Does Peacemaker Parenting Work for Large Families?
Christian parents often look to authors and social media influencers for inspiration, support, and guidance on their parenting journeys. Many Christian influencers with large families (up to interpretation, but we’ll say four or more children) provide parenting examples that include time outs, spanking, and other punishment/reward systems that seem to work well for them in managing their large broods. If some of these strategies don’t feel right to you–fear not! There is another way that can lead to beautiful, fruitful relationships with your many children–and, yes, a peaceful home with healthy boundaries as well. Let’s dive in!

What is Peacemaker Parenting?
Peacemaker Parenting is a model for parenting that is rooted in the teachings of Jesus and backed by modern neuroscience. It equips parents and caregivers to develop deeply connected and secure relationships with their children, and empowers them with tools and strategies to lead and guide their families with Jesus, and His grace, at the center of their homes and families. You can learn more about Peacemaker Parenting here

At its core, it seeks to build strong emotional connections between parents and children by valuing each child's individuality and unique needs. Central to parenting as a peacemaker is the belief that children thrive in a relationship of trust and mutual respect.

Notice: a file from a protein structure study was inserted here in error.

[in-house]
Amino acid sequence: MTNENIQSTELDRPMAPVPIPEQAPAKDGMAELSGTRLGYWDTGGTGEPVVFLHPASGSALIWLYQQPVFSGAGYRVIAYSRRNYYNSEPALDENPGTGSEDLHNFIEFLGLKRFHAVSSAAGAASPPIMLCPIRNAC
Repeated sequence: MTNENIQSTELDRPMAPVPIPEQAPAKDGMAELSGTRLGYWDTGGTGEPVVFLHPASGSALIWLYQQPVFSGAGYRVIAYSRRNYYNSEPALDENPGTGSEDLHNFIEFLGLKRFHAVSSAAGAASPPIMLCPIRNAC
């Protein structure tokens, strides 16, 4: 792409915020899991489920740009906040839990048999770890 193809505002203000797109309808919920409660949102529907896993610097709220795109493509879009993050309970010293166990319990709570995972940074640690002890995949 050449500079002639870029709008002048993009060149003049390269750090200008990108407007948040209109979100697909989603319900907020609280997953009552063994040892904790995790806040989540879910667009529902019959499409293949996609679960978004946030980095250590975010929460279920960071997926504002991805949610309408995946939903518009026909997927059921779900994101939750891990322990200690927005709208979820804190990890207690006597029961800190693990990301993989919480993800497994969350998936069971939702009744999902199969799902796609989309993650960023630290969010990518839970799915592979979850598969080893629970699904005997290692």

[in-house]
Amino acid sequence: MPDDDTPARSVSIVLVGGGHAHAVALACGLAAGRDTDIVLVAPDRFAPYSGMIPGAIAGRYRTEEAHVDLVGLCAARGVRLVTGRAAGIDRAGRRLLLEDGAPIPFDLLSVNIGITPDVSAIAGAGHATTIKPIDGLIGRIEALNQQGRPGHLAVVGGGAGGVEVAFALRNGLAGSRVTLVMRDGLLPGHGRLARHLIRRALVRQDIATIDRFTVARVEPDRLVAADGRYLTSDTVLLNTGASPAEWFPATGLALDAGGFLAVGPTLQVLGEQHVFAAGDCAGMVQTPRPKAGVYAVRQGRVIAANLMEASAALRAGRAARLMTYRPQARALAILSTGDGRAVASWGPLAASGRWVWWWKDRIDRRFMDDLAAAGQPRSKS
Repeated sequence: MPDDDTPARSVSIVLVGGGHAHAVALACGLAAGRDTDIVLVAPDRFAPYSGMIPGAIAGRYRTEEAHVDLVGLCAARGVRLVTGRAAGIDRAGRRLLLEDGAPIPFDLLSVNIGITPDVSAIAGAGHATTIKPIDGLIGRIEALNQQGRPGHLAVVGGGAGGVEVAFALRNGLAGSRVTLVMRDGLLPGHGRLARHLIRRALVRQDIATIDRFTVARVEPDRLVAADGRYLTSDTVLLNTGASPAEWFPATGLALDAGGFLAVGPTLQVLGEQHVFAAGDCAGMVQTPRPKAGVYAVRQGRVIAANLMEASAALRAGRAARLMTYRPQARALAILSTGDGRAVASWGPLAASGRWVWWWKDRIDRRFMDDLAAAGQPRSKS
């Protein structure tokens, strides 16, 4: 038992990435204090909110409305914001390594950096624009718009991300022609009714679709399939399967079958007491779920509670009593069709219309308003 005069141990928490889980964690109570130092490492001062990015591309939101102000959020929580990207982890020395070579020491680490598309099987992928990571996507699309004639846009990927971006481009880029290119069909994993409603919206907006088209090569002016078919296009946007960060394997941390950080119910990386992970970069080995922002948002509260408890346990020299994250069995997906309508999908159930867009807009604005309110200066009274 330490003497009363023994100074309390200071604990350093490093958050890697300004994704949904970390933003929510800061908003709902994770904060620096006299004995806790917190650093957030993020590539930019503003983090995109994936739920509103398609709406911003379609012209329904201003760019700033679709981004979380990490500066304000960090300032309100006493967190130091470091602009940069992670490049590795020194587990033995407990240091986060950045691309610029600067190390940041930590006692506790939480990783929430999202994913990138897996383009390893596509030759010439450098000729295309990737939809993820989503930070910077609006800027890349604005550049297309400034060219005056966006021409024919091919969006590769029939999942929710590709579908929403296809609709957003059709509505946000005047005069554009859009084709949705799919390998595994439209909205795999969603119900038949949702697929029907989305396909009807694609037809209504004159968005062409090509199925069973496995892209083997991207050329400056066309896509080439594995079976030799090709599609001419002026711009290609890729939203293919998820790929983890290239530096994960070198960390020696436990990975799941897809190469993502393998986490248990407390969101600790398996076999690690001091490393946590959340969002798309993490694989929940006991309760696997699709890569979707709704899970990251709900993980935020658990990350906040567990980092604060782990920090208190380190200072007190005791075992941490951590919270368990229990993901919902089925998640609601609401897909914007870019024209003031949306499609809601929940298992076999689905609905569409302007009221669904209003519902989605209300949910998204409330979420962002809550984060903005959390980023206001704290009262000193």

Instead of using disciplinary methods like punishment or coercion, peacemaker parenting advocates for positive discipline techniques that focus on guidance, cooperation, and building skills and habits. By setting clear boundaries, offering choices, and using natural consequences, parents can help their children learn and grow in a supportive and nurturing environment. 

This relationship-driven approach also encourages autonomy and independence by allowing children to explore and learn from their experiences while providing a safe and loving framework for growth. Ultimately, this style of parenting aims to cultivate strong, trusting relationships between parents and children, laying the foundation for healthy emotional development and lifelong well-being.

The Benefits of Peacemaker Parenting in Large Families
In Peacemaker Parenting, we work to reframe the end goal of parenting from control and blind obedience to trust and collaboration. When it comes to larger families, though, many parents worry that if spanking, time outs, and other punishments are off the table, chaos will ensue, and parents will be stretched too thin to be able to emotionally support so many kiddos at once. 

Thankfully, since Peacemaker Parenting seeks to address the underlying needs children express, rather than simply punishing external behavior, it can actually make parenting easier and the culture within the home more peaceful. Here’s more on the benefits of Peacemaker Parenting for large families:

      1. Promotes Stronger Family Bonds: Peacemaker Parenting emphasizes building trust, empathy, and connection between parents and children. In a large family, where individual attention may be divided, this approach helps strengthen the bonds between family members. Children feel valued, heard, and respected, fostering a sense of belonging and unity within the family.